Today We All Get Permission to Play

Playfulness is a skill that we all need to develop. Today's a good day to get started. |

We've all had the experience of reading a novel that made us envious, right? 

Jealous of another writer's skill, their way with words, their peerless grasp of imagery. Admiring all that they've done. Shaking our heads in amazement.

When I was working on my first novel, that happened to me. I picked up Andrew Peterson's On the Edge of the Dark Sea of Darkness. And I was struck by longing.

Yes, the characters, the plot, the incredible storyworld he had built: all of that was wonderful and worth applause. But the thing that really got me, the thing that unearthed a huge amount of envy in me was this:

Andrew Peterson wrote as if he were having fun.

The stakes were still high. The painful moments were real. The evil antagonists were pretty dang evil. 

And yet. A glee bubbled beneath every paragraph. A delight in the words themselves, in wordplay, in the funny moments, in the perfect exchanges of dialogue, in the dangerous-yet-hilarious fantastical animals. 

How did he do it?

And why was I sweating and weeping and frustrated and hating the process of writing, while he seemed to be having fun.

It was a puzzle.

And yeah--we all know that you can write strong, compelling prose even when you're having a hard day, a rough time, a grumpy mood. So I'm not saying he did, in fact, write the whole thing in a state of bliss.

I'm sure it was hard. I have no doubt that he struggled while he wrote. Certainly he's human and works through off days like everyone else.


I'm still convinced he was having a lot more fun than I was. 

And it gets me thinking: What if enjoying writing is as much a skill, a cultivate-able mindset, as much as anything else?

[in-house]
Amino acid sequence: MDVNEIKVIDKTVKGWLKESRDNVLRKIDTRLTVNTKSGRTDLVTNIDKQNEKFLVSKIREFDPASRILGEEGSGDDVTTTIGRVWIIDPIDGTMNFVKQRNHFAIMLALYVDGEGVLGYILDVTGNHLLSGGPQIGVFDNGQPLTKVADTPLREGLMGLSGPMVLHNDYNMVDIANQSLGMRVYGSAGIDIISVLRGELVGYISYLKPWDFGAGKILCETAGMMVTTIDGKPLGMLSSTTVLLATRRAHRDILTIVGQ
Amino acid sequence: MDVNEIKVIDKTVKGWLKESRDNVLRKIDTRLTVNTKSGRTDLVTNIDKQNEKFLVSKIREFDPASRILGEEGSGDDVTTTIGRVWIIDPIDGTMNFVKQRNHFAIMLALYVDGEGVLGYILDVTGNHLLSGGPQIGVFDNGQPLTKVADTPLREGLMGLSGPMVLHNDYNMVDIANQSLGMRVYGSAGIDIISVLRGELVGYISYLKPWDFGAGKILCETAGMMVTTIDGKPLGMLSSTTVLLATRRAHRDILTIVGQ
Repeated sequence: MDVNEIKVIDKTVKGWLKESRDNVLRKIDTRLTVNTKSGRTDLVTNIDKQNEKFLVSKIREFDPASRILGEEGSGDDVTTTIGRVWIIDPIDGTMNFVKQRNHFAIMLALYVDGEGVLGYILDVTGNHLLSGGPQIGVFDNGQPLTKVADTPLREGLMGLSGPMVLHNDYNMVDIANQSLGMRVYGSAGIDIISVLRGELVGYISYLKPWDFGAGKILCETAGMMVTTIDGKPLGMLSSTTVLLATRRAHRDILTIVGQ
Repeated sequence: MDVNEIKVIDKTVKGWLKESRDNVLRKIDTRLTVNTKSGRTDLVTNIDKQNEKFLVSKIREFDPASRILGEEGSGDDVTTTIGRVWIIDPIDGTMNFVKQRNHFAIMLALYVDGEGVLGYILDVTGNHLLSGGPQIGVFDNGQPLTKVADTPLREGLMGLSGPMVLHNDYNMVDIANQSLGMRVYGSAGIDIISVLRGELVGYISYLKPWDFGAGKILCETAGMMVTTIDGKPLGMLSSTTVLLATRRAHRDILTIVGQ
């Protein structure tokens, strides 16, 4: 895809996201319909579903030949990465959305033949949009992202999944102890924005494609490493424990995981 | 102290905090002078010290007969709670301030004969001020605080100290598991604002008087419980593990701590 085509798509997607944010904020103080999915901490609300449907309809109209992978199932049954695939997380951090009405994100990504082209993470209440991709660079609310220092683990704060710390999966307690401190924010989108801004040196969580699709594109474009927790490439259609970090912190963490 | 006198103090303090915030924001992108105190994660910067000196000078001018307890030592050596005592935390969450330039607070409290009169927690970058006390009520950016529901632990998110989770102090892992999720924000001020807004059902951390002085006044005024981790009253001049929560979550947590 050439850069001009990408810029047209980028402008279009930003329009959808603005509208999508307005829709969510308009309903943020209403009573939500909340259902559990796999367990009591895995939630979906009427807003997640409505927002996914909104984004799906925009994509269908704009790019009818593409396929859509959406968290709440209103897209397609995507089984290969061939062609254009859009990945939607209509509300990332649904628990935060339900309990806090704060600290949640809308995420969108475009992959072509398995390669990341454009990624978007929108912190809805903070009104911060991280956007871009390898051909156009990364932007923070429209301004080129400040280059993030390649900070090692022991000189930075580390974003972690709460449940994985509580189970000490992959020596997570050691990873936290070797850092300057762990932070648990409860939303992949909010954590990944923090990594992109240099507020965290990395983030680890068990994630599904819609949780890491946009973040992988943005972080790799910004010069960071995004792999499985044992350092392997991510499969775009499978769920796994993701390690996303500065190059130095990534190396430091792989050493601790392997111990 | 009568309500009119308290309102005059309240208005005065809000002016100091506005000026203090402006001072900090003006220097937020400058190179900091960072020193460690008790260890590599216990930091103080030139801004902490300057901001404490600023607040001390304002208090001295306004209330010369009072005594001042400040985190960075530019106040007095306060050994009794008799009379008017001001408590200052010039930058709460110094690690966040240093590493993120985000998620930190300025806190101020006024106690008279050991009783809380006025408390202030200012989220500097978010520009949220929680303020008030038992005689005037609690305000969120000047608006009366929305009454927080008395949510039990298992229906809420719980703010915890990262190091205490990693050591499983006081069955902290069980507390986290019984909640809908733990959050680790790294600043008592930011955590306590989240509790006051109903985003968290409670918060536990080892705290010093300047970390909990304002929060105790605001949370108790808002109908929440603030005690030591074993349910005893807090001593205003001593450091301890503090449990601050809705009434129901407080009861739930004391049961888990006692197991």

What if we could all be having fun when we write? 

I love the movie Finding Neverland, and I especially love Johnny Depp's portrayal of J.M. Barrie. I don't know how scrupulously accurate it is or not, but either way:

I want to learn from his playfulness. How open he was to being imaginative. How he was willing to be silly. 

But I need a lot of help figuring out how to do that.

Obviously, children are the experts on knowing how to play, how to imagine, how to embrace silliness. It's one of the many things we need to learn from them.

Have you ever played with bubbles with a kid?

There's no reason to bubbles. There is no why with bubbles. They just ARE. 

They're not going to last, they do absolutely no good, everyone's hands get sticky, and inevitably the bottle tips over, and more than one bubble-making wand gets accidentally (or purposely!) licked. 

But bubbles delight.

And kids do things simply because they are delightful.

When did we lose the value of that?

We get so caught up with what we SHOULD do. We write the characters, the setting, the conflict, the genre that we SHOULD be writing.

Have we lost touch with what honestly, truly, deep-down, bubblemakingly DELIGHTS us?

I think we need to get in touch with our sense of play. 

And today is the perfect time for it. To learn to be playful.  And to play well.

To enjoy freewheeling rush of creation. To write things just because.

To create a character that delights us. To write dialogue that we find funny. To please ourselves first--and maybe ourselves only--with a choice of setting. To write paragraphs that will exist for no other reason than because we like them.

To write nonsense poems. To mimic E. E. Cummings or Ogden Nash or Edward Lear or Edward Gorey or whoever delights you with words.

We need a childlike attention to play. It's serious for them, at the very same moment that it's fun. Have you noticed that? There's a sincerity to their delight, a weight to the glee, a determination to the play. 

They're focused on getting delight right. It matters to them, deeply. 

Maybe because they know that delight is part of living well. 

And isn't that why we're writing, anyway?